Jailed Catalan politicians due to appear at parliamentary opening
Pro-independence MPs have been on trial for rebellion but won seats in election
Imprisoned Jordi Sanchez, MP-elect for Catalan party Junts per Catalunya, beside party spokeswoman Laura Borràs at the Spanish parliament on Monday. Photograph: JJ Guillen/EPA
Five Catalan political leaders who are on trial for rebellion are scheduled to attend the Spanish parliament on Tuesday for the inauguration of the new legislature, amid uncertainty over whether they will be allowed to take part in parliamentary activity.
Oriol Junqueras, Josep Rull, Jordi Turull and Jordi Sànchez won seats in Congress in last month’s general election, despite being in jail and on trial in the supreme court. Fellow pro-independence politician Raül Romeva, who is also behind bars and on trial, was elected to the Senate. All five are due to be escorted from the prison where they are being held in Madrid to attend parliament’s opening session.
On Monday, the trial was suspended as the five men picked up their parliamentary credentials from the upper and lower houses. Their trial is due to resume on Wednesday.
“Today we have been able to leave Soto del Real prison thanks to your votes so that we can collect our credentials,” Mr Junqueras, former vice-president of Catalonia and currently leader of the Catalan Republic Left (ERC), said in a brief video posted on Twitter. “Your votes have freed us.”
Mr Romeva also represents ERC, while Messrs Rull, Turull and Sànchez won seats for Together for Catalonia (JxCat). None of them was allowed to address the media or meet privately with colleagues during their visit, which was closely controlled by police.
JxCat spokeswoman Laura Borràs described the restrictions on the jailed parliamentarians as “scandalous”.
All five are facing charges of violent rebellion and sedition for their alleged roles in Catalonia’s failed bid for independence in 2017, and could face lengthy jail sentences if found guilty. The trial began in February and is expected to end next month, although a verdict is unlikely before the summer.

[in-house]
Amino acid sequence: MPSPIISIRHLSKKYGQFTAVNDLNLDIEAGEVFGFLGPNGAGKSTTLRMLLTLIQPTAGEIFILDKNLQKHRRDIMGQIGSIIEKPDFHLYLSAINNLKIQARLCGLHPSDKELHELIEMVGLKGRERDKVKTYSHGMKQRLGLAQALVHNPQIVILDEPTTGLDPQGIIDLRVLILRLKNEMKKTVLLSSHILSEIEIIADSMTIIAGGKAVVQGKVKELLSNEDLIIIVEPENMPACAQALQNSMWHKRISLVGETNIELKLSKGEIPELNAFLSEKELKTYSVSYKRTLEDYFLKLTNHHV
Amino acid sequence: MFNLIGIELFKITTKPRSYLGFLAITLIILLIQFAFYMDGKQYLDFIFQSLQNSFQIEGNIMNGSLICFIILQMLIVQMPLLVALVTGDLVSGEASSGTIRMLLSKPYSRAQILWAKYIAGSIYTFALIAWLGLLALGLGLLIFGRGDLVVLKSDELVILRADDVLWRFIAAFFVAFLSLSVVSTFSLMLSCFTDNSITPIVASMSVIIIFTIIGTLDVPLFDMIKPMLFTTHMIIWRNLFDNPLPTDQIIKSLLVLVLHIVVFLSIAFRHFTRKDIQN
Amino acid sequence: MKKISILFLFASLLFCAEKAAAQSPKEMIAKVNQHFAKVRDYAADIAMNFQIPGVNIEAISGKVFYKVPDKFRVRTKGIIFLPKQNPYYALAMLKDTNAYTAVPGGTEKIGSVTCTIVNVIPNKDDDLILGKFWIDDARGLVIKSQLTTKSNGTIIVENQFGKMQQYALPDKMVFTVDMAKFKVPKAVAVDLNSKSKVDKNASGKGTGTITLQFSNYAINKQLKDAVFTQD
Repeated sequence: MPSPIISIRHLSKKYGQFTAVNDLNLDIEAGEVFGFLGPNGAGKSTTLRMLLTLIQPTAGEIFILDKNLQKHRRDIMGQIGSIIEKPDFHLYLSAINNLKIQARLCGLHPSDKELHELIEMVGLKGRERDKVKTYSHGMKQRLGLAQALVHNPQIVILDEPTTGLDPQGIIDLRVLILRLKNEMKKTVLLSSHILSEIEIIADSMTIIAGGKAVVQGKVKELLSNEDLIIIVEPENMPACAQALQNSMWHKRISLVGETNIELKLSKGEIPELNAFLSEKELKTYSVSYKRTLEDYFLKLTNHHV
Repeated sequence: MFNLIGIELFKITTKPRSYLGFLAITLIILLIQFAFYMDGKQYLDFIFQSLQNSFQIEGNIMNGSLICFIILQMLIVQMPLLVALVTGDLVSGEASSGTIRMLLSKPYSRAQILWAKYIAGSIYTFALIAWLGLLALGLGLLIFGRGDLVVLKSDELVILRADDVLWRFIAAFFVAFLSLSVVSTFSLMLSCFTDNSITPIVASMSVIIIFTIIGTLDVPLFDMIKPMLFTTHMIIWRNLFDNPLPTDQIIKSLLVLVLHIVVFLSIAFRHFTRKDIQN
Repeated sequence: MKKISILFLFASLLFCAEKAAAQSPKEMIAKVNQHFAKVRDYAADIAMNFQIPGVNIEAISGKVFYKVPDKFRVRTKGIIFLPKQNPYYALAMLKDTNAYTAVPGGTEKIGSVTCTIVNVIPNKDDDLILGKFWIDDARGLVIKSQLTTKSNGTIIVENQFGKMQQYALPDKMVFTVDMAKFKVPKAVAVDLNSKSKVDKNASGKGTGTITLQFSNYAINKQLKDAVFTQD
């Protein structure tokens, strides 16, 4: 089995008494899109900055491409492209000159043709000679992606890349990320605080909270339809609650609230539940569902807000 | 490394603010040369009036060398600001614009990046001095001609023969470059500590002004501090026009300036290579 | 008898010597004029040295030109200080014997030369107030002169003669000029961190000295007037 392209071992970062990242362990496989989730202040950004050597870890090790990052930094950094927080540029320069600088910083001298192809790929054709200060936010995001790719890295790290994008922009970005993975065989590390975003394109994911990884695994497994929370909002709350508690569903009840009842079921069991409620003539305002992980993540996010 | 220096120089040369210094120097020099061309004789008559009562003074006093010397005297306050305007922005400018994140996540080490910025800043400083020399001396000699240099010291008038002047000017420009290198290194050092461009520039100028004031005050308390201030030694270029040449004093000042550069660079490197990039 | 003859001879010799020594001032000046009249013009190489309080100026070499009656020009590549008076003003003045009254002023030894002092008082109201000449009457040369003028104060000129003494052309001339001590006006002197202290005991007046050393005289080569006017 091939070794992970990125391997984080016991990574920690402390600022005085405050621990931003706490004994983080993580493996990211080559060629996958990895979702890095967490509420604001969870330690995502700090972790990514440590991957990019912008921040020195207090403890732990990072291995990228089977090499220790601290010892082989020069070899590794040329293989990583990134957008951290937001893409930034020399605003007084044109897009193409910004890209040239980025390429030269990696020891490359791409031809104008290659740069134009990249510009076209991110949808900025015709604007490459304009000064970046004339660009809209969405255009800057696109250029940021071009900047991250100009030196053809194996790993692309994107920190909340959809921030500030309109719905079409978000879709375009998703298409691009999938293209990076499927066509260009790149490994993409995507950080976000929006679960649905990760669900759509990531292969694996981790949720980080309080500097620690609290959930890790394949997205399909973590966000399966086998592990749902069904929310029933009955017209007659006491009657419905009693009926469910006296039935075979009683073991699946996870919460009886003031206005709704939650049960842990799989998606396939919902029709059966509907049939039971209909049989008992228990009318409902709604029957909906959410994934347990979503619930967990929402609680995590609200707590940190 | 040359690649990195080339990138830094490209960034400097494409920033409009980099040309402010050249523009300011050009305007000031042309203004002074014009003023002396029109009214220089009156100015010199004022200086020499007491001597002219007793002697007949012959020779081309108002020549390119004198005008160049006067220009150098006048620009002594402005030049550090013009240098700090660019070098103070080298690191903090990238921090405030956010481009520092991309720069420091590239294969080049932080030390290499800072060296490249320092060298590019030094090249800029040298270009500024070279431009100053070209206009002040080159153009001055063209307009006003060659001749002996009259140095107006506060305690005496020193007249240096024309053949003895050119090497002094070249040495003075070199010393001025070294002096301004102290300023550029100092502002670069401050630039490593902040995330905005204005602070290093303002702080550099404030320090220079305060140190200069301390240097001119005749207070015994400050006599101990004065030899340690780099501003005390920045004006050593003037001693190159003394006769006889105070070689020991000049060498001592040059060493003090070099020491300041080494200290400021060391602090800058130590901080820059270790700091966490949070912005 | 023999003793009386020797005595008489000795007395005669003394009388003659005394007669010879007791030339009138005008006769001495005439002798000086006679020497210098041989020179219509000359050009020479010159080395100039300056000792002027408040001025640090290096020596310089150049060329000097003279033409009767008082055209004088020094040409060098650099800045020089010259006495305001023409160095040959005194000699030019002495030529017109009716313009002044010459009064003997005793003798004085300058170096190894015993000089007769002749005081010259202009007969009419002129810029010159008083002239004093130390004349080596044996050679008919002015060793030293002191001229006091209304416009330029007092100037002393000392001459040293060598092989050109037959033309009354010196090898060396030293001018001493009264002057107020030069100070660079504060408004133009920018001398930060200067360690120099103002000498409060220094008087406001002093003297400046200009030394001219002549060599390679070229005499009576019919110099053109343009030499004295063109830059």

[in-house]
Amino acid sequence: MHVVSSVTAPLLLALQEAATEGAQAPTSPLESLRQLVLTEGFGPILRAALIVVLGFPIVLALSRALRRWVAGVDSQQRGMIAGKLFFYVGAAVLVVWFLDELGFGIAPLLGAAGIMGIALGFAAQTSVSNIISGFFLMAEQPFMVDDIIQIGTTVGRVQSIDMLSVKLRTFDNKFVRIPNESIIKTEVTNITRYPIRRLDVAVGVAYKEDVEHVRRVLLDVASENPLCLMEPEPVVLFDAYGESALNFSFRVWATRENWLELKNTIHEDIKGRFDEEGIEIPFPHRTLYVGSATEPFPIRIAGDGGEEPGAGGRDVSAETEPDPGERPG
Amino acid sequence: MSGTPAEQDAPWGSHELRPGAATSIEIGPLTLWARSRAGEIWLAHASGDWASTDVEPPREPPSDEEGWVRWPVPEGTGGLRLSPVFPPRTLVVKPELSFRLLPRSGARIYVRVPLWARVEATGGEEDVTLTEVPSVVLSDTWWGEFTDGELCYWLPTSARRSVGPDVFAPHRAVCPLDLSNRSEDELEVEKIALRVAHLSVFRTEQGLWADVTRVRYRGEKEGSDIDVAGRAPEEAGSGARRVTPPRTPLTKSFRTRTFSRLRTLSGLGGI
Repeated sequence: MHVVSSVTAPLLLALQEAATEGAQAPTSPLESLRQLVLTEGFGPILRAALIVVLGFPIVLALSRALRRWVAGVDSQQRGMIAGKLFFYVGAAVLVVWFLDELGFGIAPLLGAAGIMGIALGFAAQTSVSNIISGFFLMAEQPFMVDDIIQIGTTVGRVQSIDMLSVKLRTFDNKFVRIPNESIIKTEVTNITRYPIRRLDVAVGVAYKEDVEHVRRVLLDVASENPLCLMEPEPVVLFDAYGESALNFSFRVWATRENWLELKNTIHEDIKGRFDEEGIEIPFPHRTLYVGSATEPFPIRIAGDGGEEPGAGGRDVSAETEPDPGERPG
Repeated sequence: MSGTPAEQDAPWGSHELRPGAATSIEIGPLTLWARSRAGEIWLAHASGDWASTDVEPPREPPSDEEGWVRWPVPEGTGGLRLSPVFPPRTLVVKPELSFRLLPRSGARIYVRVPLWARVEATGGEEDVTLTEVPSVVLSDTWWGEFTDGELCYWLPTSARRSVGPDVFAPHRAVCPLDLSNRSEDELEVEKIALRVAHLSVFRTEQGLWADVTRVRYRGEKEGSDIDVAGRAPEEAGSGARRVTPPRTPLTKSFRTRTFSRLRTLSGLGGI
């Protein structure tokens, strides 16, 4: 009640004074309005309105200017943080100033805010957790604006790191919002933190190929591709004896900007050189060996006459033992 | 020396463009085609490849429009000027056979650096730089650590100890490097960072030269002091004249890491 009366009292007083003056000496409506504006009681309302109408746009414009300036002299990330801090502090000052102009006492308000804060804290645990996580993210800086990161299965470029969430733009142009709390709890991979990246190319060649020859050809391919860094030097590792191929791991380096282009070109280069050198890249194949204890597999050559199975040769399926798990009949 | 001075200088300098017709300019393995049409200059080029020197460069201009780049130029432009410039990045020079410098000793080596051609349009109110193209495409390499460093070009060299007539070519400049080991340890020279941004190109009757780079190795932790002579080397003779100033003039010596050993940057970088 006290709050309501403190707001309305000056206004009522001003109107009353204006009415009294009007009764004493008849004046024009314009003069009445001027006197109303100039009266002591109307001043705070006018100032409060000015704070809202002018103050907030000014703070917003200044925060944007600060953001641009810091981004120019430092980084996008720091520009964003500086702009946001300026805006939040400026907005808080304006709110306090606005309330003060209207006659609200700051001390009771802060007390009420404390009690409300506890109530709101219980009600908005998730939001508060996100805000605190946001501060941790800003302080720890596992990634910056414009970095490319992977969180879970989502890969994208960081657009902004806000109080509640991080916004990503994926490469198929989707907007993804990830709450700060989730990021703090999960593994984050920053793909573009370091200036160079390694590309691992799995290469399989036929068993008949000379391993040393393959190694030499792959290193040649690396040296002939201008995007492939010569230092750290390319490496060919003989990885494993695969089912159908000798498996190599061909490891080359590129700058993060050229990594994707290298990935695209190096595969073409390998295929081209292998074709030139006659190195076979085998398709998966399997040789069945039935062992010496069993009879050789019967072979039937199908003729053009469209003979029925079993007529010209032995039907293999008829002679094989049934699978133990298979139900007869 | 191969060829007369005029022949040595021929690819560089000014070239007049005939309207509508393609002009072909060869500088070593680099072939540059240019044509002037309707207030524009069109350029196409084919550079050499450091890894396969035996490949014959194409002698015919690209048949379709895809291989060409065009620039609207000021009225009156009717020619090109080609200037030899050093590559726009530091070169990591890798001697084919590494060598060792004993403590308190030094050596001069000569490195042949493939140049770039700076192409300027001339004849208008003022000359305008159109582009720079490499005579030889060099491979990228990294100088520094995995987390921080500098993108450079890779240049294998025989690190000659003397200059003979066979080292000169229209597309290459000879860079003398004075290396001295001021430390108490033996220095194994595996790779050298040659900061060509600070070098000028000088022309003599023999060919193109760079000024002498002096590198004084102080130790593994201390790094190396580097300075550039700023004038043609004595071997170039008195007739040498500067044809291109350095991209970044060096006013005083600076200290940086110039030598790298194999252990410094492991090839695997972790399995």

Macarena Olona, a newly elected member of Congress for the far-right Vox party, which is one of the plaintiffs in the supreme court trial, decried the fact that the jailed Catalan leaders had been allowed to appear in parliament. She described their visit as “a failure of the rule of law that means five criminals have managed to get into public institutions in order to destroy Spain”.
ERC made gains in last month’s election, securing 15 seats in Congress and it could potentially be key in allowing the Socialists of prime minister Pedro Sánchez to form a new government after they emerged as winners but fell short of a majority.
However, although the jailed politicians are allowed to attend today’s session, the ability of the four members of Congress to take part in parliamentary business appears to be in the hands of the lower house’s presiding council.
Both the conservative Popular Party (PP) and the Ciudadanos party have called for the presiding council to prevent the four from being able to take up their seats. If that were to happen and the suspended politicians did not delegate their seats, the change in parliamentary arithmetic could make the securing of a majority marginally easier.